Fox News contributor Chris Stirewalt said he was in the courtroom when the justices began their arguments.
“They were basically discussing the court’s decision in the case of [Soros’] Open Society Foundations,” he said.
“But before they even get to the discussion of whether or not to take the case, they get to a discussion of how the justices will rule on the merits of the case.”
Stirehton said the court is scheduled to hear arguments in the Open Society case on May 26.
The decision will come down at the end of May, he said, and the justices are likely to hear the case again in July.
“There’s not going to be any time for any delay.”
The decision may help explain why the Supreme Committee on the Constitution of the United States, a body created to oversee the court, is so keen to have the case heard by the full court.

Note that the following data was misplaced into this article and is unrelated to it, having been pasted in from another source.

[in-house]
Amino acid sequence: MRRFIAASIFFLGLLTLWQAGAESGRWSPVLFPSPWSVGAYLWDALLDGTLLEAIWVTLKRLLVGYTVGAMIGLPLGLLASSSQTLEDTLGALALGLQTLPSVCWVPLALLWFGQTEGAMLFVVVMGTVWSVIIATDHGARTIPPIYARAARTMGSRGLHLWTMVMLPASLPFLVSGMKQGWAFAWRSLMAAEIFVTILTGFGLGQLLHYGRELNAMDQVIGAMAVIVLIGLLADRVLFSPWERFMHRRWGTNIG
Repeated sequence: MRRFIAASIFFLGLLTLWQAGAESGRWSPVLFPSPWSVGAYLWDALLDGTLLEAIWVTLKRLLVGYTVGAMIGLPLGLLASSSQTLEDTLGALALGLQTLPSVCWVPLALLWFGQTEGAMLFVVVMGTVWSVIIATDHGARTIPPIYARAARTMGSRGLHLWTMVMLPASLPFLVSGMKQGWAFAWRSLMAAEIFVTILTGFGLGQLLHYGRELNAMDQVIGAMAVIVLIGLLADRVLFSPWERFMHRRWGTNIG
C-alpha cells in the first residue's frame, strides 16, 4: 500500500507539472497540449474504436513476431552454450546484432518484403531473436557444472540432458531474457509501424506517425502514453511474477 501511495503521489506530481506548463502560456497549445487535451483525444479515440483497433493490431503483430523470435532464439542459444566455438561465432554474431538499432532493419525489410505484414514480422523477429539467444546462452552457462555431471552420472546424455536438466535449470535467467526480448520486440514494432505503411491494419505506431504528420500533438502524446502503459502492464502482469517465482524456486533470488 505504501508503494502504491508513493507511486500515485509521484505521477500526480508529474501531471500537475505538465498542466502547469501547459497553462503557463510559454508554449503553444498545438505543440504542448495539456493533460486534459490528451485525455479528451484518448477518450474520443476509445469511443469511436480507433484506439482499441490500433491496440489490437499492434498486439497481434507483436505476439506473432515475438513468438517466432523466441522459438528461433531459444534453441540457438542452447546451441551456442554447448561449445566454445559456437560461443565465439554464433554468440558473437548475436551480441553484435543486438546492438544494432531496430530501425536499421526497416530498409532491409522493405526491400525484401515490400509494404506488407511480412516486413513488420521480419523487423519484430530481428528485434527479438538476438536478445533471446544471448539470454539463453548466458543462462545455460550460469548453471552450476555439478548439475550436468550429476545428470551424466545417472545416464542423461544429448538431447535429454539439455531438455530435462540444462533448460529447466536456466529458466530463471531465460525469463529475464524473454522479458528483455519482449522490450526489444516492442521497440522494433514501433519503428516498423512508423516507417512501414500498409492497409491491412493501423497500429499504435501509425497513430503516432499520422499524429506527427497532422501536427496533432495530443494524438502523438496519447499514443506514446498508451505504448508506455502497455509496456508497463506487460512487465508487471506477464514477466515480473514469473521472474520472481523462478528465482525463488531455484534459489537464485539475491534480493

That body will likely ask the court to delay the decision to allow for more time for the public to weigh in on the case.
“I think it’s an important case, and I think the court has to look at the issues of free speech and the Constitution,” said Stirewhalt.
“The Constitution protects free speech.
It doesn’t protect hate speech.”
He said that as a society, we have a moral obligation to hold the Supreme Courts accountable to the law.
“It’s just very important that we have that debate,” he added.
In addition to the case involving the Open Societies, the Supreme Judiciary Committee is also expected to consider the lawsuit brought by the Free Speech Coalition against Reddit in response to the site’s decision to remove content on the site that advocates for the death penalty and other violent ideologies.
The lawsuit is based on the idea that Reddit is violating free speech laws by allowing the creation of subreddits on the website.
The plaintiffs include the American Civil Liberties Union, the Free Press Foundation, the Southern Poverty Law Center and others.